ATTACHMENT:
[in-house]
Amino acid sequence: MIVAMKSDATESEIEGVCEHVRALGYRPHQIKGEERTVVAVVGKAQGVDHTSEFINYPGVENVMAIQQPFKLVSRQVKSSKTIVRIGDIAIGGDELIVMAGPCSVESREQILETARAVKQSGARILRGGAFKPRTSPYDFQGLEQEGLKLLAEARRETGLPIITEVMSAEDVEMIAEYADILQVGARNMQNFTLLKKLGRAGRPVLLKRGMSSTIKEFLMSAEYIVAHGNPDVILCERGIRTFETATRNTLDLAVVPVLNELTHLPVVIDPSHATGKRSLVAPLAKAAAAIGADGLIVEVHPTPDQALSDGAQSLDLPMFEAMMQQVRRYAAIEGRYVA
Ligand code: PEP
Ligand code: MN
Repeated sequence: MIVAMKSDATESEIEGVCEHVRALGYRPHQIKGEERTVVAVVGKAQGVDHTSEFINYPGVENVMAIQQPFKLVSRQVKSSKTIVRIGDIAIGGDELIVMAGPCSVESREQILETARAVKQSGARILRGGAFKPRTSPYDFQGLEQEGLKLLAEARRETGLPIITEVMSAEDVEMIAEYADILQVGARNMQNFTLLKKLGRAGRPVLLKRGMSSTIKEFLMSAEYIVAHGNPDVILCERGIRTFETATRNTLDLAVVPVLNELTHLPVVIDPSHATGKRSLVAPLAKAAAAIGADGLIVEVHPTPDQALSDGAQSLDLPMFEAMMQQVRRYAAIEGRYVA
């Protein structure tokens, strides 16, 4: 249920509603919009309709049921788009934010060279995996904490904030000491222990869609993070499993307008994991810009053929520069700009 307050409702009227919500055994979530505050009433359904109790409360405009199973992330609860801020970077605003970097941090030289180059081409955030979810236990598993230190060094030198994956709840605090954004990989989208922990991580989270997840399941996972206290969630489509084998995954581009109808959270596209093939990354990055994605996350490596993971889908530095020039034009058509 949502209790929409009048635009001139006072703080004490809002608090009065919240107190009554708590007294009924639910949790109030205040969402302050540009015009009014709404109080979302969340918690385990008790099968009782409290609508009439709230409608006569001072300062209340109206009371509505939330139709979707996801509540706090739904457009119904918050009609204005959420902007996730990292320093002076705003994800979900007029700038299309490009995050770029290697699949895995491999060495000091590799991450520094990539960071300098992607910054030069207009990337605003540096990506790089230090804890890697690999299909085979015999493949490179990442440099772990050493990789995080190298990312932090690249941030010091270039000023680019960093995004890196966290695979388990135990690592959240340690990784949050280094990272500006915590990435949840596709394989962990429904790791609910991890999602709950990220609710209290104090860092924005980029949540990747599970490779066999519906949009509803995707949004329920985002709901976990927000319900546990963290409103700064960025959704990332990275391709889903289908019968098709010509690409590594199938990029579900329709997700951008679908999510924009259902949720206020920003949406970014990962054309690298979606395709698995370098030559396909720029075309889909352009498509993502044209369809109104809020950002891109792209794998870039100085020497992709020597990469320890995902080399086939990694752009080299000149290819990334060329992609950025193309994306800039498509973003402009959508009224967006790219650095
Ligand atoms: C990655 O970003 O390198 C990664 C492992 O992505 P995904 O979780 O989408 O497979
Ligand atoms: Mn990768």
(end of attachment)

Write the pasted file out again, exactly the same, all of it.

[in-house]
Amino acid sequence: MIVAMKSDATESEIEGVCEHVRALGYRPHQIKGEERTVVAVVGKAQGVDHTSEFINYPGVENVMAIQQPFKLVSRQVKSSKTIVRIGDIAIGGDELIVMAGPCSVESREQILETARAVKQSGARILRGGAFKPRTSPYDFQGLEQEGLKLLAEARRETGLPIITEVMSAEDVEMIAEYADILQVGARNMQNFTLLKKLGRAGRPVLLKRGMSSTIKEFLMSAEYIVAHGNPDVILCERGIRTFETATRNTLDLAVVPVLNELTHLPVVIDPSHATGKRSLVAPLAKAAAAIGADGLIVEVHPTPDQALSDGAQSLDLPMFEAMMQQVRRYAAIEGRYVA
Ligand code: PEP
Ligand code: MN
Repeated sequence: MIVAMKSDATESEIEGVCEHVRALGYRPHQIKGEERTVVAVVGKAQGVDHTSEFINYPGVENVMAIQQPFKLVSRQVKSSKTIVRIGDIAIGGDELIVMAGPCSVESREQILETARAVKQSGARILRGGAFKPRTSPYDFQGLEQEGLKLLAEARRETGLPIITEVMSAEDVEMIAEYADILQVGARNMQNFTLLKKLGRAGRPVLLKRGMSSTIKEFLMSAEYIVAHGNPDVILCERGIRTFETATRNTLDLAVVPVLNELTHLPVVIDPSHATGKRSLVAPLAKAAAAIGADGLIVEVHPTPDQALSDGAQSLDLPMFEAMMQQVRRYAAIEGRYVA
């Protein structure tokens, strides 16, 4: 249920509603919009309709049921788009934010060279995996904490904030000491222990869609993070499993307008994991810009053929520069700009 307050409702009227919500055994979530505050009433359904109790409360405009199973992330609860801020970077605003970097941090030289180059081409955030979810236990598993230190060094030198994956709840605090954004990989989208922990991580989270997840399941996972206290969630489509084998995954581009109808959270596209093939990354990055994605996350490596993971889908530095020039034009058509 949502209790929409009048635009001139006072703080004490809002608090009065919240107190009554708590007294009924639910949790109030205040969402302050540009015009009014709404109080979302969340918690385990008790099968009782409290609508009439709230409608006569001072300062209340109206009371509505939330139709979707996801509540706090739904457009119904918050009609204005959420902007996730990292320093002076705003994800979900007029700038299309490009995050770029290697699949895995491999060495000091590799991450520094990539960071300098992607910054030069207009990337605003540096990506790089230090804890890697690999299909085979015999493949490179990442440099772990050493990789995080190298990312932090690249941030010091270039000023680019960093995004890196966290695979388990135990690592959240340690990784949050280094990272500006915590990435949840596709394989962990429904790791609910991890999602709950990220609710209290104090860092924005980029949540990747599970490779066999519906949009509803995707949004329920985002709901976990927000319900546990963290409103700064960025959704990332990275391709889903289908019968098709010509690409590594199938990029579900329709997700951008679908999510924009259902949720206020920003949406970014990962054309690298979606395709698995370098030559396909720029075309889909352009498509993502044209369809109104809020950002891109792209794998870039100085020497992709020597990469320890995902080399086939990694752009080299000149290819990334060329992609950025193309994306800039498509973003402009959508009224967006790219650095
Ligand atoms: C990655 O970003 O390198 C990664 C492992 O992505 P995904 O979780 O989408 O497979
Ligand atoms: Mn990768």